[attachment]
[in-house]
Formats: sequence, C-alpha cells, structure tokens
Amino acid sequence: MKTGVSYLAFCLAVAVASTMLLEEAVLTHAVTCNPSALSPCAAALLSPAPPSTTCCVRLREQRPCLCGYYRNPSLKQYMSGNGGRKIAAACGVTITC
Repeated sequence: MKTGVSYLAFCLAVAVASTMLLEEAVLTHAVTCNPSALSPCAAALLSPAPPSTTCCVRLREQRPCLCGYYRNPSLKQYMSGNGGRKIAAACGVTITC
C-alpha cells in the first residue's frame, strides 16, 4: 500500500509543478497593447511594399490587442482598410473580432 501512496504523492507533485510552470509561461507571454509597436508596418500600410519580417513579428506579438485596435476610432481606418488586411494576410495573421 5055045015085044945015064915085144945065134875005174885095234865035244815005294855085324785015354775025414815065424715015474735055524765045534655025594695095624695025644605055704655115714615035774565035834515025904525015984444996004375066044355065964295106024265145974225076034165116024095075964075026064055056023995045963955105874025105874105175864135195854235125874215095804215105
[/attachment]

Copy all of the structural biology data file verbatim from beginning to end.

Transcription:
[in-house]
Formats: sequence, C-alpha cells, structure tokens
Amino acid sequence: MKTGVSYLAFCLAVAVASTMLLEEAVLTHAVTCNPSALSPCAAALLSPAPPSTTCCVRLREQRPCLCGYYRNPSLKQYMSGNGGRKIAAACGVTITC
Repeated sequence: MKTGVSYLAFCLAVAVASTMLLEEAVLTHAVTCNPSALSPCAAALLSPAPPSTTCCVRLREQRPCLCGYYRNPSLKQYMSGNGGRKIAAACGVTITC
C-alpha cells in the first residue's frame, strides 16, 4: 500500500509543478497593447511594399490587442482598410473580432 501512496504523492507533485510552470509561461507571454509597436508596418500600410519580417513579428506579438485596435476610432481606418488586411494576410495573421 5055045015085044945015064915085144945065134875005174885095234865035244815005294855085324785015354775025414815065424715015474735055524765045534655025594695095624695025644605055704655115714615035774565035834515025904525015984444996004375066044355065964295106024265145974225076034165116024095075964075026064055056023995045963955105874025105874105175864135195854235125874215095804215105